WHAT I LIKED: After three incredible feature films about dreams, Damien Chazelle has decided to turn his head to the story of Niel Armstrong's moon landing with 'First Man,' but what's surprising about this movie is that it's not really about dreams at all, but is instead about loneliness and detachment. Yes by brilliantly painting a picture of Niel's longing to be alone with his personal problems and how space provides a perfectly lonely distraction, what you get is a film that centres around a man who's distant from his family and friends both emotionally and literally. That makes for an interesting character study on the one hand and an interesting look at the way different people deal with tragedy, but it also makes for a very lonely and isolating movie overall as Chazelle works hard to create an atmosphere of isolation and emptiness.
The way he does that is rather ballsy with visual techniques over excessive dialogue and the brilliant choice of a theremin in Justin Hurwitz's soundtrack, but it's not just there where Chazelle shines as the flying sequences are arguably the real production gems of the movie as the precariousness of the technology is extremely tangible and every jolt of the fragile nuts and bolts is felt. This all makes the inevitable final act all the more amazing, and when you couple that with the dreamy execution of the landing itself, in the end the film makes further proof of the fact that Chazelle is a real force to be reckoned with no matter what kind of movie he applies himself to.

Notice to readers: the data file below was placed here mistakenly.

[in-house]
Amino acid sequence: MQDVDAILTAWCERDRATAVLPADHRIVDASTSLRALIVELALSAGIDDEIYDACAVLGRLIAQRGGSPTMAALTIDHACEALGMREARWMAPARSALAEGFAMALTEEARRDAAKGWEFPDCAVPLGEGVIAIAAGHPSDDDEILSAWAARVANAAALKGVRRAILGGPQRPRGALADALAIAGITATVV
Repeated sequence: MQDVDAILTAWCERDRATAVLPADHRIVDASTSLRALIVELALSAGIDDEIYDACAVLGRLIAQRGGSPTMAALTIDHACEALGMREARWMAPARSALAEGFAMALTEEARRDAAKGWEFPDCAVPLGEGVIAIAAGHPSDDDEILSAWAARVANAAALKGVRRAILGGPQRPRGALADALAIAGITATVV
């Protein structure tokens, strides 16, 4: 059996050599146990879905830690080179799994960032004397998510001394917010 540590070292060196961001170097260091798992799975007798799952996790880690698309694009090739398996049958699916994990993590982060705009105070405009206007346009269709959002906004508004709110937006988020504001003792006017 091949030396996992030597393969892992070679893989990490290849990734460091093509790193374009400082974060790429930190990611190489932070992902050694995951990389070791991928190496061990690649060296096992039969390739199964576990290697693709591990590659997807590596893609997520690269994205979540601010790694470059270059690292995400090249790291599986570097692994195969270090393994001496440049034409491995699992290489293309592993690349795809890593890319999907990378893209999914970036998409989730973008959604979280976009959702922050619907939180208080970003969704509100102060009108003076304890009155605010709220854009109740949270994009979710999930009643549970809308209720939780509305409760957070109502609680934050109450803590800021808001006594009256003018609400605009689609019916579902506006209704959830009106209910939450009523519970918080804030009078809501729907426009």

WHAT I DIDN'T LIKE: There are no real emotional punches in the film, and whilst that's not because it's devoid of heart or character meaning, you can't help feeling that other lead actors might have added a little more to the nuanced lonely man brief.
VERDICT: A film that uses Niel Armstrong's personal problems and the emptiness of space to translate a narrative about loneliness and detachment, Damien Chazelle's 'First Man,' is an amazing and relatively unusual film from this incredible young talent.